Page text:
Roy Orbison. His creaky, lonely, ’Blue Bayou’ was my cellphone ringtone for about six months. The thickly-spectacled rock songbird of the 1960′s is undoubtably worthy of such cellular homage; he was probably the sweetest crooner to ever grace the stage. The discovery of his ‘greatest hits’ had an unusually large impact on my musical tastes, and I still hold an affectionate place in my music library for “that guy who kinda looks like Buddy Holly”.
Orbison, plagued by melancholy throughout his career (he lost his first wife in a motorcycle accident, and two children in a fire), sung his forlorn ballads to thousands of emphatic fans ranging from every end of the musical spectrum. With a reputation for being incredibly polite, soft-spoken, and even somewhat awkward, he was a much needed break from the diva-attitudes of some of his contemporaries. Orbison wrote music for people like the Everly Brothers, recorded with everyone from George Harrison to Bob Dylan, and even had his work appropriated by director David Lynch—who used Orbison’s gloomy vocals in his 1986 film, Blue Velvet.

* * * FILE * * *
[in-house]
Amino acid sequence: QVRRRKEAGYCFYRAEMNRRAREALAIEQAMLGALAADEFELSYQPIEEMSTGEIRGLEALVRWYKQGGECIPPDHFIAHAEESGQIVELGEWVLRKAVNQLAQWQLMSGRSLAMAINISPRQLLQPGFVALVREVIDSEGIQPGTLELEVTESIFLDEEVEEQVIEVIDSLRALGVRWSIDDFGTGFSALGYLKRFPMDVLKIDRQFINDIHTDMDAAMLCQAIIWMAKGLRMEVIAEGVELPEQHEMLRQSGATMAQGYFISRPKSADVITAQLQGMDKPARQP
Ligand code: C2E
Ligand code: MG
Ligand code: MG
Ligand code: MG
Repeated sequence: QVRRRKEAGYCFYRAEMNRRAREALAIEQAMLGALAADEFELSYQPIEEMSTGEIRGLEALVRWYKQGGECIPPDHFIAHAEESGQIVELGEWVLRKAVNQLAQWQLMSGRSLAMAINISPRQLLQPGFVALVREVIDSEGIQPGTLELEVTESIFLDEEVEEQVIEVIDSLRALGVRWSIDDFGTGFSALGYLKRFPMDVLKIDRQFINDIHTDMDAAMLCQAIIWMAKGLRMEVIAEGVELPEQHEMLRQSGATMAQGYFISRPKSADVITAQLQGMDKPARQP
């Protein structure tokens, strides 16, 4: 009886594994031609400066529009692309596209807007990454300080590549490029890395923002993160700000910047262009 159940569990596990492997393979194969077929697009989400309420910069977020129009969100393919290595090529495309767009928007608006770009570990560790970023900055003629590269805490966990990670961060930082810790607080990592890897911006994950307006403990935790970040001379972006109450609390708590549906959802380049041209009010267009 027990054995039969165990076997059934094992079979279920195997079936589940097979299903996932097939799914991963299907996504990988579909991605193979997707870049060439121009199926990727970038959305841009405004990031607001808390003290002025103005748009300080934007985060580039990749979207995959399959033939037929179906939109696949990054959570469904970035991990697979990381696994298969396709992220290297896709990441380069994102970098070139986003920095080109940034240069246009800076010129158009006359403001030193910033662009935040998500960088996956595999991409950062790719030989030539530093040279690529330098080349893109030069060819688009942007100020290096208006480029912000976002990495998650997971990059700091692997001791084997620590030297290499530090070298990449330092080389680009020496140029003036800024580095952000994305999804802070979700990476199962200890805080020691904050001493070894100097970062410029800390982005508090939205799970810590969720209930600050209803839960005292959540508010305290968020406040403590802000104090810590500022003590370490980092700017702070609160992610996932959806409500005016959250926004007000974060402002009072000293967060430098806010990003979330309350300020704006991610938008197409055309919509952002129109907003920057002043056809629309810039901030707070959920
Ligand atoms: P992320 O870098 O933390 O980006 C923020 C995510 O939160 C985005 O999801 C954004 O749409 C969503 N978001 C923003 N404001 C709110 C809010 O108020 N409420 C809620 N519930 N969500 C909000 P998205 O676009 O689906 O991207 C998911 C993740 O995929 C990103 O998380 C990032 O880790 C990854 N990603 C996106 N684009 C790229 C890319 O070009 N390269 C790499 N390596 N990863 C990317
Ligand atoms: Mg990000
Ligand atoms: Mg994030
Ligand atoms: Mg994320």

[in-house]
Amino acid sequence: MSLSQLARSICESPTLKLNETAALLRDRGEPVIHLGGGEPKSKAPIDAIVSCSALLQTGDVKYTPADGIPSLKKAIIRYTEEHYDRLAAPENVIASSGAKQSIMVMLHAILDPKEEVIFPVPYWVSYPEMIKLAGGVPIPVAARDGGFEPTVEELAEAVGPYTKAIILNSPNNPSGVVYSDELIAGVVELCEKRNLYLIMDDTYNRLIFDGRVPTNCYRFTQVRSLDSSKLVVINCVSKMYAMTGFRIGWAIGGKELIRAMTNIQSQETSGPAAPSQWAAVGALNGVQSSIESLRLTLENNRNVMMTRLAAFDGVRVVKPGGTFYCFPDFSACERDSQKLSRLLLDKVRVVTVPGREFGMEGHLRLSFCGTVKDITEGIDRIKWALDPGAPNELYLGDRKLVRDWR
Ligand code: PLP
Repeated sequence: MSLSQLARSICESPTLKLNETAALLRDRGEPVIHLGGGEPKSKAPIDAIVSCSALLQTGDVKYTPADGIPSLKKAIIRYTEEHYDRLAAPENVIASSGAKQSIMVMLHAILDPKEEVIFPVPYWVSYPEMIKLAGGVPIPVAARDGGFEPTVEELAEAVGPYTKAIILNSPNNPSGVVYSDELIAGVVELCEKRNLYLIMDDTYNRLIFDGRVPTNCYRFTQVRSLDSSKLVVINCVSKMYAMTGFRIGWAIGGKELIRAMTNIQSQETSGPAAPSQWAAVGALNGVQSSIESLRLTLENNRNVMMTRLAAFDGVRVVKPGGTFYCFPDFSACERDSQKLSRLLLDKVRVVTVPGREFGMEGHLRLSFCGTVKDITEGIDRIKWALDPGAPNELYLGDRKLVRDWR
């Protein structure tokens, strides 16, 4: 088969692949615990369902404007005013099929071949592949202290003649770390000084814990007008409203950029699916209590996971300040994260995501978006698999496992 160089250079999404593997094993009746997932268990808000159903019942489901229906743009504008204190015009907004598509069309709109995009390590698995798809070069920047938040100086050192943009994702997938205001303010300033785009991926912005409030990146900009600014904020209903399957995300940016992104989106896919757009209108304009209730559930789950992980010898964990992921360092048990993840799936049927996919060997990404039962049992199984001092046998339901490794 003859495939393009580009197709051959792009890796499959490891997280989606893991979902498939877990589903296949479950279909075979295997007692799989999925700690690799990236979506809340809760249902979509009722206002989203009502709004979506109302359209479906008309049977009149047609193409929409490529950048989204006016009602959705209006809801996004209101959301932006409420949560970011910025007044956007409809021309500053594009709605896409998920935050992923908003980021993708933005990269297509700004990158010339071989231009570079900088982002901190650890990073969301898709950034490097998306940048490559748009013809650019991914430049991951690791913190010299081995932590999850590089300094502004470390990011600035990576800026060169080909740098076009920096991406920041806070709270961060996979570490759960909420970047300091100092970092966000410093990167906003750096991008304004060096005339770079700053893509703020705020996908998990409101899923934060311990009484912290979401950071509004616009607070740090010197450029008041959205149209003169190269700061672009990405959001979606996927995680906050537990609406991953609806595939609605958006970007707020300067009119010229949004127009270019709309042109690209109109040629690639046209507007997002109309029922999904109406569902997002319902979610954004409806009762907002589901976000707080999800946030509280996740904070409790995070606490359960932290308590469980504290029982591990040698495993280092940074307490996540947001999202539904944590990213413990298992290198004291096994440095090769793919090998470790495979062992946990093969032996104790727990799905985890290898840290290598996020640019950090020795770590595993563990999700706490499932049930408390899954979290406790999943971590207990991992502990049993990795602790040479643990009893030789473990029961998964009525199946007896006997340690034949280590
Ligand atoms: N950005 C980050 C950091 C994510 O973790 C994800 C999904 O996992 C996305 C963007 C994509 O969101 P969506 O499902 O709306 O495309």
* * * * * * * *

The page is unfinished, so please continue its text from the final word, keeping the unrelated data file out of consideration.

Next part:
“Oh, Pretty Woman”, arguably his catchiest pop song, charmed it’s way up the charts, while “Only the Lonely” encapsulates an innocent sadness that Orbison so gracefully commands.
If you consider yourself a music lover and are unacquainted with Roy Orbison’s work, you’d be doing yourself a disservice to continue overlooking it. Though somewhat obscured by the larger stars of the 1960′s, Roy hammered out a devoted following until his death, and for good reason. It’s refreshing to hear about popular musicians with pleasant dispositions, and that just makes Roy Orbison’s music more likable.
Not like it needed any help.